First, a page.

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Behind the Banner: Rich Yunkus

The big man on campus in 1970 rose to unmatched heights when Rich Yunkus scorched both Furman and North Carolina for 47 points to set Georgia Tech’s single- game record and make history.

Nicknamed the Benton Bomber after his hometown in Illinois, the 6-9 ½ Yunkus’ first scoring spree nearly beat Furman single-handedly while the second capped a glorious weekend in which Tech upset fifth-ranked NC State and then seventh-ranked North Carolina.

“He is the best big man I’ve ever had at Georgia Tech without a doubt,” said his coach Whack Hyder. “He is in a class all by himself.”

Yunkus’ 47-point efforts comprise just a fraction of the 2,232 points he scored as Tech, which still stands as the school record. He earned all-America honors twice and finished sixth in the nation in scoring as a junior at 30.1 points per game.

A newspaper headline captured one of those games simply, “Yunkus’ 47, Tech’s 41 Nix Hapless Furman’s 61.” With 10 minutes to play, Yunkus was actually leading the Paladins by himself 41-35 when Hyder sat him on the bench. He returned for another three minutes but couldn’t quite defend his lead.

Furman’s head coach Frank Selvy, who had once scored 100 points in a game, said, “He was just fantastic.”

Hyder said, “I’ve never seen a player shoot any better than he did tonight. Actually our plan wasn’t to look for Rich but to try and open things up from the outside. But he was moving so well that he was open consistently, and we were able to hit him.”

Yunkus erased two records with his 47 points, including the Alexander Memorial Coliseum mark of 40 by Pres Judy in 1967 against Florida State and his own school record of 41 that he had set against Tulane in 1969. Yunkus described it as just one of those nights.

“It seems that once a year I just go out there and feel like I did tonight,” he said. “Since junior high, I’ve had just one game a year where I can hit 40.”

In 1970, that feeling actually occurred five times. He also netted 41 points against Dave Cowens and Florida State as Seminole assistant coach Bill Clendinen said, “He has to be the best-shooting big man in college basketball. Only man I’ve seen who even comes near him is Kentucky’s Dan Issel.”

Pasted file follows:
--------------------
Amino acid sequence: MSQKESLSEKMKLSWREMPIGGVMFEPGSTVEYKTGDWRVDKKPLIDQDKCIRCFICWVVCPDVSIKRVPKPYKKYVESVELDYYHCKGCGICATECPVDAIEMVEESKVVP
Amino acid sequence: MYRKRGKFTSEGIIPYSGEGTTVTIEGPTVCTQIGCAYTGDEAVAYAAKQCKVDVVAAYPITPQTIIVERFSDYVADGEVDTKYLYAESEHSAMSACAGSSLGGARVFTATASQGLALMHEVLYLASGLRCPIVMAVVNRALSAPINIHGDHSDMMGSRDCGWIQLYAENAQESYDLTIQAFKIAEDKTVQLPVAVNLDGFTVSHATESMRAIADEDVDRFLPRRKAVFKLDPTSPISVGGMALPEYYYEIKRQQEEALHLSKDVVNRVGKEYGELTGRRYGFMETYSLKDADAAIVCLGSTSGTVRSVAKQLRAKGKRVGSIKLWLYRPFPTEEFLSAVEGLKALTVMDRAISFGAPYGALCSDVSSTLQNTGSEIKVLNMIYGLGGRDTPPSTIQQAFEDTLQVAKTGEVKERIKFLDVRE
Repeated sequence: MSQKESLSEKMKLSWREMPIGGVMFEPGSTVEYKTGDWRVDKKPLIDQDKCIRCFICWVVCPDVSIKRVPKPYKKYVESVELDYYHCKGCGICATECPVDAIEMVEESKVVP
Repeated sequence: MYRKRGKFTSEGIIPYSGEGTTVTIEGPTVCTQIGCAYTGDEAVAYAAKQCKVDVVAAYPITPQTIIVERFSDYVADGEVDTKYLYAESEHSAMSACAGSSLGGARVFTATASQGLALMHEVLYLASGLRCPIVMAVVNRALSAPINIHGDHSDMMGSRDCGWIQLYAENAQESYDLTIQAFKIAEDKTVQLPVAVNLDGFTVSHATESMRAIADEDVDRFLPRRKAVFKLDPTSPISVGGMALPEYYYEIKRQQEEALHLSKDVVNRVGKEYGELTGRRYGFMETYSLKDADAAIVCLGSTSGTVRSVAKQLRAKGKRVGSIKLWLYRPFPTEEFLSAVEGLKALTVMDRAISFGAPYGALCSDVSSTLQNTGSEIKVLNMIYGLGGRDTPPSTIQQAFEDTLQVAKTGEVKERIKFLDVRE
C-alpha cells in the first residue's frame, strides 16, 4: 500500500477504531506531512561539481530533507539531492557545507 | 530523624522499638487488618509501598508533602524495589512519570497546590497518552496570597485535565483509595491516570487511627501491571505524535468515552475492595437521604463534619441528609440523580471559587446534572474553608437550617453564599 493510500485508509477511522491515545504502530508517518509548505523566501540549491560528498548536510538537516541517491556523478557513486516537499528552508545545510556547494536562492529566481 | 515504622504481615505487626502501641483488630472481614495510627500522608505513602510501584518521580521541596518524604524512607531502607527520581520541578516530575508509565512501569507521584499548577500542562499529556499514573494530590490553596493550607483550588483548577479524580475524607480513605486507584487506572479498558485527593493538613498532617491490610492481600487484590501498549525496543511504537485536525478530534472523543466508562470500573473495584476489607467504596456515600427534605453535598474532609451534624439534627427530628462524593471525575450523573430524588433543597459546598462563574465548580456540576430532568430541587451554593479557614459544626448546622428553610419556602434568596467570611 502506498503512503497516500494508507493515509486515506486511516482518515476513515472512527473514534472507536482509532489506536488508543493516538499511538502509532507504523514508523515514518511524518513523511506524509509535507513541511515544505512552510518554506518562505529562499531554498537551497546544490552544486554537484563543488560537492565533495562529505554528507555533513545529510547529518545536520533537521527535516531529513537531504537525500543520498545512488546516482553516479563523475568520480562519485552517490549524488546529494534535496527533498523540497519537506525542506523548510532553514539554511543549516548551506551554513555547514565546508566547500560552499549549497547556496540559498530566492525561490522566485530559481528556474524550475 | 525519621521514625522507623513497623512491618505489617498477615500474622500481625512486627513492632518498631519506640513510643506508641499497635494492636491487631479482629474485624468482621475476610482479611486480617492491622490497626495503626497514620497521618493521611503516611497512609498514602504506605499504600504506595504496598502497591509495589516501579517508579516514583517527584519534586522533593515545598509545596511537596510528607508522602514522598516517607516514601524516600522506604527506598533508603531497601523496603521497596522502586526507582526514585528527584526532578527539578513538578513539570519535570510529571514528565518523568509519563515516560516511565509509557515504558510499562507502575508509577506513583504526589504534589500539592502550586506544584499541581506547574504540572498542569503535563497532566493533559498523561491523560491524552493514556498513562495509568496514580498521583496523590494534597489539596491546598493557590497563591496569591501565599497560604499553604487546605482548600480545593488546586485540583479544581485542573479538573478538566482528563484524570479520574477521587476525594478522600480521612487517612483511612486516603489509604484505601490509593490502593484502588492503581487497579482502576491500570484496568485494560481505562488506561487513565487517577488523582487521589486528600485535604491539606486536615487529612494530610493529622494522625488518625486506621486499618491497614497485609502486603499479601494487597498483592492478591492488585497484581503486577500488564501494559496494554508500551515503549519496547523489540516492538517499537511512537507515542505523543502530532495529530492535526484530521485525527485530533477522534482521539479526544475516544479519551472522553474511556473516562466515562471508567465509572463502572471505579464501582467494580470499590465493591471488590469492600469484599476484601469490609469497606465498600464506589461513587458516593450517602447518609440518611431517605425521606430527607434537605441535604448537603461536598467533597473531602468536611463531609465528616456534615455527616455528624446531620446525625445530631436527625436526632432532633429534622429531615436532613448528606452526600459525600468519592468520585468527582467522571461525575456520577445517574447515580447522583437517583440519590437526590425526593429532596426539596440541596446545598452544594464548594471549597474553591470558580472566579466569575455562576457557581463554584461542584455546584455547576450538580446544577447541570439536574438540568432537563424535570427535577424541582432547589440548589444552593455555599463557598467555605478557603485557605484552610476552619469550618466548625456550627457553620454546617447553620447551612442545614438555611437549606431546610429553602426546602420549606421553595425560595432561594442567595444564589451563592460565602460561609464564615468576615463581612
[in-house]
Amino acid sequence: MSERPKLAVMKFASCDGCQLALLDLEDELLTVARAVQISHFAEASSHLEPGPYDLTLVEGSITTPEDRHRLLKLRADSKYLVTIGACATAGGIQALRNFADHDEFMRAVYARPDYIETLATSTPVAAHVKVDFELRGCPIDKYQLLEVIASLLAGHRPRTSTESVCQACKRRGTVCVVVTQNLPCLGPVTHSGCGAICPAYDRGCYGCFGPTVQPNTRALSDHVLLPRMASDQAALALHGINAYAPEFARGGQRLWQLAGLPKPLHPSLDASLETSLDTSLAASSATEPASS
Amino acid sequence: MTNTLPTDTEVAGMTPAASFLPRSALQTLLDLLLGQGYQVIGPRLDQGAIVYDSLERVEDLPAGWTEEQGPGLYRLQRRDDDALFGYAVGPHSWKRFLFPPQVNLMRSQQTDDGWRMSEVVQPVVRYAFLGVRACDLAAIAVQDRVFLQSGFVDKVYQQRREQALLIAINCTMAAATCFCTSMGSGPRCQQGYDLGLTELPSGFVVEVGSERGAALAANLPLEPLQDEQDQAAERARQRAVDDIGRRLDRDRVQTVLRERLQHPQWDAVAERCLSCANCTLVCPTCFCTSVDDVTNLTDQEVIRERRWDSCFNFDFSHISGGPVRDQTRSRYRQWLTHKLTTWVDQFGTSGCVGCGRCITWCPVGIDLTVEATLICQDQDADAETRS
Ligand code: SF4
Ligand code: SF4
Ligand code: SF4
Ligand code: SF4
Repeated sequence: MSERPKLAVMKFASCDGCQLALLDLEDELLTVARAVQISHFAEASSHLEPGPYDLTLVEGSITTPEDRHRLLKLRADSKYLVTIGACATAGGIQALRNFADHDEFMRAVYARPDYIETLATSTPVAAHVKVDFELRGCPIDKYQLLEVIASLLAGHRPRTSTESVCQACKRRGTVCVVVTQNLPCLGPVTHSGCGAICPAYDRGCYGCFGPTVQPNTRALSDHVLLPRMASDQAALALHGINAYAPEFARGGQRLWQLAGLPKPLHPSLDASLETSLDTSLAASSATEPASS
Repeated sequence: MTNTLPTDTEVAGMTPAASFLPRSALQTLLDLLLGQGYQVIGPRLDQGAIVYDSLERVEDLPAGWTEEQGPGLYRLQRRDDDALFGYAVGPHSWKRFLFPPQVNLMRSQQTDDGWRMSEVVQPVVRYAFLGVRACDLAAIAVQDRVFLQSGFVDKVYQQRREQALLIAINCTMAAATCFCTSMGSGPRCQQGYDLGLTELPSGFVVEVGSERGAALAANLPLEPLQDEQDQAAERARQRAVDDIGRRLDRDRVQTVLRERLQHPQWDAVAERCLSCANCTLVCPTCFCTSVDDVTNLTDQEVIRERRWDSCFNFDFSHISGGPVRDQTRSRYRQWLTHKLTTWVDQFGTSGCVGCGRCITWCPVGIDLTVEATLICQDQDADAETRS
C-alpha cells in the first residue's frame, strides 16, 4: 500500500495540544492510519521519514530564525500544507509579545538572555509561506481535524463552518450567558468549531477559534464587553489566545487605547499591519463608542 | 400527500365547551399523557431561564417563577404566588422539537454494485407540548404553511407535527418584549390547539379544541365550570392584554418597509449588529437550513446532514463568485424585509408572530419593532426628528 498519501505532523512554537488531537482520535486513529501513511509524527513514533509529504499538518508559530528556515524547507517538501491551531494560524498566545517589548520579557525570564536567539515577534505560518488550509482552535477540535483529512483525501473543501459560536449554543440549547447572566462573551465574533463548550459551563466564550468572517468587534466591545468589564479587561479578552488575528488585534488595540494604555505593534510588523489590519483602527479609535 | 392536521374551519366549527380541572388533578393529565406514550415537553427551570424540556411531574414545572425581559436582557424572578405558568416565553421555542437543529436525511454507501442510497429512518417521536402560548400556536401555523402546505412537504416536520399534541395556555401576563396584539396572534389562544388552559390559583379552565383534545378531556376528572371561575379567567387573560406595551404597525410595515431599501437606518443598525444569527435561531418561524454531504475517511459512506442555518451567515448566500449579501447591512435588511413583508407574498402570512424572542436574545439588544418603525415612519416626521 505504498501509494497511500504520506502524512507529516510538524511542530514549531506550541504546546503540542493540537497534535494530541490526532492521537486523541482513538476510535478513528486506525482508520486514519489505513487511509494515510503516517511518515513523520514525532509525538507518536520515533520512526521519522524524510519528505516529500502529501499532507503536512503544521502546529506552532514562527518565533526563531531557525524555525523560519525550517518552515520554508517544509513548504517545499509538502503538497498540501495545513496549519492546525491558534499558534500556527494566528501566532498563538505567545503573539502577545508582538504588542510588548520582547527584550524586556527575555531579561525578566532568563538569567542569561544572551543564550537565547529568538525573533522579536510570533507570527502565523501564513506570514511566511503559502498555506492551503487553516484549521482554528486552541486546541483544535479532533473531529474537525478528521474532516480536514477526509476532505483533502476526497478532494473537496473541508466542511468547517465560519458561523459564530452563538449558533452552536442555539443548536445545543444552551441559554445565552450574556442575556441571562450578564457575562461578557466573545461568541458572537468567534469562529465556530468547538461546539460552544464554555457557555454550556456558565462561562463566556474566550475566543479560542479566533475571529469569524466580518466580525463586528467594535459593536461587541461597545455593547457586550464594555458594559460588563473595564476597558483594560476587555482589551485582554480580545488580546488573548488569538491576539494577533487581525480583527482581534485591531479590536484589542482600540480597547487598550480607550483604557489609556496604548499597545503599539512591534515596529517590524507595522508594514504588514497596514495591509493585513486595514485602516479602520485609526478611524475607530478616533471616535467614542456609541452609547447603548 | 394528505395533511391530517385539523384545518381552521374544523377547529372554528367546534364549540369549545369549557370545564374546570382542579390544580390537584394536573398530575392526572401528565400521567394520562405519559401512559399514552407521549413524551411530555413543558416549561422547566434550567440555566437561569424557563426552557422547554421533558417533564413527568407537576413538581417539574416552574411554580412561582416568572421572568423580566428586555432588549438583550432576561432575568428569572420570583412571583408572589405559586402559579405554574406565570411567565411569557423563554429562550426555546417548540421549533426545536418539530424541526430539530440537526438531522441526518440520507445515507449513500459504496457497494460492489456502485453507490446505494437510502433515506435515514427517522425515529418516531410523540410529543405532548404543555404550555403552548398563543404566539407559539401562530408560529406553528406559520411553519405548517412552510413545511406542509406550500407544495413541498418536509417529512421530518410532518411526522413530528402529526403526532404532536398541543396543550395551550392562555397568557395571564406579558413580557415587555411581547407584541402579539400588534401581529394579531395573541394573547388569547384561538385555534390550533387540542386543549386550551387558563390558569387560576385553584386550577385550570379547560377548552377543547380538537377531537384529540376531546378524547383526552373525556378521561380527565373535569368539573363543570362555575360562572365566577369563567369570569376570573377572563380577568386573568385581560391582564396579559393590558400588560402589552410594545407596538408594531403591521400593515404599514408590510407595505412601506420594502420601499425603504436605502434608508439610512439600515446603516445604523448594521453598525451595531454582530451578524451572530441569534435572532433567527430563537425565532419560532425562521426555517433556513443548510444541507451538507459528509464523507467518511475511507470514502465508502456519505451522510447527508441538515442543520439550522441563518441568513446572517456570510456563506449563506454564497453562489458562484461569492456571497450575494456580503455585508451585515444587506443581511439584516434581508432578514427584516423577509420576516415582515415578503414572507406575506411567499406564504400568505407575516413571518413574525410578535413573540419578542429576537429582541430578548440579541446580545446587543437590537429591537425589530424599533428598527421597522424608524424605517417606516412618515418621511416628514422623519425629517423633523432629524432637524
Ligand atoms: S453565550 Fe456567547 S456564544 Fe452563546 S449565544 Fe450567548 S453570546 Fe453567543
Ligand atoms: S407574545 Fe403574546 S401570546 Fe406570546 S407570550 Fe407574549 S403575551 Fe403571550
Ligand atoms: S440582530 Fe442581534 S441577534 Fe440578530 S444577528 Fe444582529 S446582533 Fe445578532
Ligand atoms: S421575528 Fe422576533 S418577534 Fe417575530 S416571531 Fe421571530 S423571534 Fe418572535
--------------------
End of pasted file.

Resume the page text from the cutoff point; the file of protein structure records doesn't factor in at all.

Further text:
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Yunkus’ single-game record of 47 points lasted over two decades before it was broken by Kenny Anderson. His career mark of 2,232 points still stands.


Yunkus also hit for 40 points against Georgia and Georgia State that year, but his most memorable performance came in the North-South Doubleheader in Charlotte, N.C. Tech had been a substitute team for South Carolina and faced a pair of Atlantic Coast Conference heavyweights.

Yunkus scored 27 points and grabbed 20 rebounds in the Jackets’ surprising win over fifth-ranked NC State in the opening game. The next night, Yunkus put on a show against the Tar Heels with his school record-tying 47 points.

He sparked Tech to a 53-45 halftime lead with 27 points en route to the 104-95 victory. The Rambling Wreck’s sweep is still considered one of the great moments in the school’s basketball history.

“I don’t think I’ve ever had a game like this against a team as good as North Carolina,” Yunkus said. “I was scoring more from inside tonight than I did against State, but that was because North Carolina played me differently. They were guarding me very closely, which made it better to drive, while State played further back and made me shoot outside.”

Yunkus’ specialty was a soft left-handed jump shot. “He has the best touch for a man his size I’ve ever seen,” Tech assistant coach Dwane Morrison said. “I don’t think he can take a bad shot.”

A three-time Academic All-America, he chose Tech because of its academic reputation. As one of the nation’s top prep seniors, he got a personal letter from Bill Bradley urging him to go to Princeton, a letter from Bob Cousy encouraging him to attend Boston College, and a phone call prior to an NBA playoff game from John Havlicek praising the merits of Ohio State.

Yunkus’ soft touch carried over to other areas. He built model cars as a child and then built a “T” bucket, a 1932 “T” roadster pickup from scratch when he was in college. He also built a scale model of his home from balsa wood and about 2,500 straight pins.

Just about the same number of points he scored at Georgia Tech.


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